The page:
It is important to realize what Occupy Wall Street is as a movement and not what it is being portrayed as in the media. Occupy Wall Street is a diverse movement of different people, groups, motives, and goals, with the common goal of bringing attention and change to social and economic inequality. Media may report about one group within the movement but that does not truly represent the entire movement.

When asking yourself the question “What is Occupy Wall Street?” it is important to keep in mind the insightful words of Flava Flav “Don’t believe the Hype” (mainstream media hype that is)

I hope this made some sense, and allows you readers to answer this complex question.

From Alcatraz to Zuccotti: Part 2

American Indian people and their supporters wait for the ferry to Alcatraz in ’69 or ’70. (Ilka Hartmann, via California State University)

My previous post narrated the basic history of the 1969-71 Occupation of Alcatraz. This was the takeover of the then-abandoned former prison by a group of American Indians, mostly California-area college students, in response to unjust treatment of the First Nations by the federal government. The occupiers wanted their grievances heard, and demanded the deed to the island in order to establish an university, cultural center, and museum. The government refused to listen to their demands, the initially sympathetic press grew disdainful, and as the basic organization of the occupiers degraded the government found reason to invade and remove everybody from the island.

The occupiers’ concrete goals were not achieved, but public awareness of their objections was raised and the government policy of ending First Nations sovereignty was gradually halted. While the basic arc reads as very similar to that of the Occupy Wall Street movement thus far, as my colleagues have observed there are some significant differences. OWS has not articulated goals that are as specific; OWS is a larger, more amorphous group; llaurenfrank: “for OWS there doesn’t seem to be anything specific that the government can do in order to end the protest.”

While it is true that OWS’s goals have remained comparatively broad, a recent Washington Post article indicates that their basic goal of correcting economic inequality remains the same. Brittany Duck, a participant in the D.C. May Day protests, said that “[T]here’s still a lot to do. Politicians say the economy is turning around, but for many people out here, the blue-collar workers, it hasn’t.” savannahredwards1 asks, “are [OWS] actually trying to get a specific goal accomplished like the Alcatraz ‘occupiers’ or are they just trying to change the way we think?” The Post article, as well as the articles included in this round-up of coverage of the May Day protests, illuminates that a large number of OWS participants are not satisfied with having “made a lasting contribution to the national debate about income inequality.”

A group of American Indian people at Pier 40 following the June 1971 removal. (Ilka Hartmann, CSU)

The larger scale of OWS is indeed different from the Alcatraz occupation, but one could argue that there is some similarity to be seen in the diversity of the Alcatraz occupation–over 20 tribes were represented, which is part of what led to the development of factions (Winton). Their individual goals differed, but the overall goal of government respect and recognition was the same. This can be compared to regional differences among OWS groups, where the individual goals differ while the overarching goal (correcting economic inequality) remains the same.

With regards to how the government can respond to the OWS protests: it’s possible to argue that there is, in fact, something specific that the government can do to respond to the demand(s) of OWS. If the root problem is income inequality, then bills could be introduced raising the minimum wage to align more realistically with the current cost of living. This would turn the minimum wage into what is known as a living wage; Pennsylvania State University has a website that calculates the living wage for localities across the USA and shows the disparities, illustrating how the difference can contribute to poverty and economic inequality.

That is just one example of a concrete solution; debates over progressive tax rates, another potential concrete solution, are currently ongoing but do not seem likely to go anywhere.

So how does this link back to the Alcatraz occupation? Again, there’s the impact on the national discourse without (immediate) concrete gain. It’s possible that in the long run, due to OWS, we will see real attempts to address income/economic inequality, like the Alcatraz occupation helped end some discriminatory policies.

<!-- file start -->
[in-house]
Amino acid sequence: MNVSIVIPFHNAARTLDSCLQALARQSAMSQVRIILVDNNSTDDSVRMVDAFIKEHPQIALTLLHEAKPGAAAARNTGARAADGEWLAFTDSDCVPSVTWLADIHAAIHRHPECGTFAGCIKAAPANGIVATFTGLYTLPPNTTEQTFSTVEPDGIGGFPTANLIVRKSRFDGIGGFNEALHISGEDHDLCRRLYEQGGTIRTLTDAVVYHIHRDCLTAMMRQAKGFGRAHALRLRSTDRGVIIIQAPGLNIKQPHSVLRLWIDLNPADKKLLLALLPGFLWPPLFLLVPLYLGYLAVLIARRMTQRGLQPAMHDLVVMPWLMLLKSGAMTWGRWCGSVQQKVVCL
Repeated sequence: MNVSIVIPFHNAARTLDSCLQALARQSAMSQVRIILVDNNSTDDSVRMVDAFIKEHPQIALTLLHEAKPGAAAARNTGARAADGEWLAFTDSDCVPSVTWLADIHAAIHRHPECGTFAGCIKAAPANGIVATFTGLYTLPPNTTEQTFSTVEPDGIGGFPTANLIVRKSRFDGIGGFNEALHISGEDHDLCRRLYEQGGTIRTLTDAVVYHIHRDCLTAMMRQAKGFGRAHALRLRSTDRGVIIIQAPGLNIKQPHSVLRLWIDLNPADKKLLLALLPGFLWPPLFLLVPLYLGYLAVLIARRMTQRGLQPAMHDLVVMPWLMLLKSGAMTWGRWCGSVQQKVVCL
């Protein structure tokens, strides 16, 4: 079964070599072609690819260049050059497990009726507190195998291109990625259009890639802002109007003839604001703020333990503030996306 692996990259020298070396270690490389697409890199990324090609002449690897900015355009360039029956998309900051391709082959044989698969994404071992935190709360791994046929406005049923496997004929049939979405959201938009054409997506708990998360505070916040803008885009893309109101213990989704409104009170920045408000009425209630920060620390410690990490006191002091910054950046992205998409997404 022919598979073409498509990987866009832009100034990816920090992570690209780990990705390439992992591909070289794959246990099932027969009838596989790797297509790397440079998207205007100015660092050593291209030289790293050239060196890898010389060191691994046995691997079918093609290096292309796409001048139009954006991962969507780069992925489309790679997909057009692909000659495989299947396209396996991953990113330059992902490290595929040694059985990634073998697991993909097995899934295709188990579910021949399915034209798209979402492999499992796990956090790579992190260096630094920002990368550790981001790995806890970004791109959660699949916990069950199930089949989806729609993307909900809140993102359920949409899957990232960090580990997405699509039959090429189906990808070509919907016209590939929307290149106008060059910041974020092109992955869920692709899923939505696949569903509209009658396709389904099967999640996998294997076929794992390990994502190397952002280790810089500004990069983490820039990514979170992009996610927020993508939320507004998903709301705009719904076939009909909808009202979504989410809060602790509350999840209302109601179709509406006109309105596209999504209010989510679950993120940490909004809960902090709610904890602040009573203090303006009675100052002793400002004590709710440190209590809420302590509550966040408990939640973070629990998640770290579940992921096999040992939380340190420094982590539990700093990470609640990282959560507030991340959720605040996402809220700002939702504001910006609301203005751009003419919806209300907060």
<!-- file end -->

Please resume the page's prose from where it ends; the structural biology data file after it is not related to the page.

nb: it should be pointed out that, as has been observed repeatedly by my colleagues on this blog, the majority of ows participants are socially privileged in a way that the alcatraz occupiers were not. it could be argued that this is why their trajectory has bottomed out earlier than alcatraz’s; the perception of this privilege caused people/the media to dismiss them more quickly. however, what will be the real long term effects remains to be seen.


What is OWS?

After looking at my previous posts and at the other posts on this blog, I have come to the conclusion that Occupy Wall Street is a protest. However, the question now is what type of protest is it, and how does it compare to past protests? According to the post Types of Protests by Kara, which is a more in depth analysis of the brief post I made containing definitions of protest, revolution, and demonstration, OWS includes aspects of both Passive and Direct action. OWS has included in its actions the displaying of signs, distribution of flyers, petitions, and passive picketing, as well as a more direct approach, such as occupations, lock-downs, disruptive picketing, demonstrations, boycotts, sit-ins, and strikes. Basically, whatever is considered part of a protest, OWS has done it. However, how does OWS compare to past protests, like the Vietnam War Protests? Did it start out the same, and what was the end result of the Vietnam protests? When the Vietnam War started in 1964, the venture was sold as very patriotic, and thus, not many people protested. After nearly 20 years in the Cold War, the American government used the logic that if America did not intervene, then what was going on in Vietnam would spread, according to the Domino Theory. While at first this seemed to appease the American public, it eventually started to lose favor with the increase of the draft. The draft increase particularly affected the working class and the poor, since they did not have the means to dodge the draft. Burning the draft papers became one of the first forms of direct action. The second round of protest increases started when the dead soldier count increased in Vietnam. The war had promised victory, but instead was taking many young lives. In fact, one line used by name protesters was “Hey! Hey! LBJ! How many kids did you kill today?” This line was shouted after it was found out that the US government had sanctioned the killing of innocent people in Vietnam. As the years went on, the Vietnam protests grew larger and larger, eventually leading to rallies in New York City and Washington DC. The veterans threw their medals and ribbons away in a demonstration that shocked many people, making them think that ” those who had worn the uniform of the US military had come to think that the only way ahead was to discard the very things that had been issued to them to represent their bravery” (History Learning Site). At the height of the war, the hippy movement preached peace and love (not war), and many young people wanted to drop out of society. Both of these went against the concept of doing the right thing for your country. The US media definitely played into this, since they were able to bring the war right into people’s homes. The media was able to portray the war for what it actually was, which led to even more opposition against the US government. The Kent State University incident in 1970 is a good example of a peaceful protest that turns violent in a flash. The students at the university burned down one of the buildings on campus, which caused the National Guardsmen to come in with rifles to try to subdue the demonstration, however, things got out of hand quick, with four students being killed at at least ten wounded by gunfire. With the news of political assassinations, indiscriminate bombings, and drug trafficking in Vietnam, the American public viewed the American government to have lost all accountability (Mark Barringer). The antiwar protests had become institutionalized, and eventually led to President Nixon ending US involvement in Vietnam in 1973. So after this long, brief history of the Vietnam protests, how does OWS compare (or contrast)? According to the post made recently by Savannah, Occupy Proposes a “Real Democracy”, OWS is about the fight for representation. The question she poses is more along the lines of whether OWS wants to change the government, or just change the way we are represented by our congressmen and senators. From what I can tell, OWS seems to be heading toward neither. According former Clinton pollster Dough Schoen, OWS “reflects values that are dangerously out of touch with the broad mass of the American people.” He added that the protesters “are bound by a deep commitment to radical left-wing policies” and comprise “an unrepresentative segment of the electorate that believes in radical redistribution of wealth, civil disobedience and, in some instances, violence” (Greg Sargent). However, Schoen’s poll reflects none of his claims. It finds that only 6% of the population say that income inequality frustrates them about the political system of the US, while 35% want the OWS movement to emulate the effect that the Tea Party had on the GOP, and apply the same effect to the Democratic Party now. The poll also finds that less than a third of the population wants the protest to become violent. Schoen’s poll, instead of following Schoen’s radical claims, instead follows suit more with the thought that OWS is leaning more toward being a protest that focuses more on passive action rather than direct action. While there have been reports of police brutality in the OWS movement, I think that, in line with the poll, OWS is heading toward a change in the way the US population is represented, with use of passive action more than direct action. I do not think that Americans, for the most part, want to overthrow the government, but would rather see a change within the government by transforming “the interests of the politicians from big business to their constituents” (Savannah Edwards). While the Vietnam protests also included passive action, I think that OWS is going in another direction from that form of protest because, ultimately, it wants a different outcome. The Vietnam protests, while wanting to pull US troops out of Vietnam, were different from OWS, since the OWS wants to change representation rather than pull us out of a war (which, by the way, only got 8% of the vote on Schoen’s poll). While US involvement in Afghanistan is a big deal, OWS would rather focus on more domestic issues, which is why I think that the movement will lean more toward passive action and trying to change the way the US population is represented in domestic politics.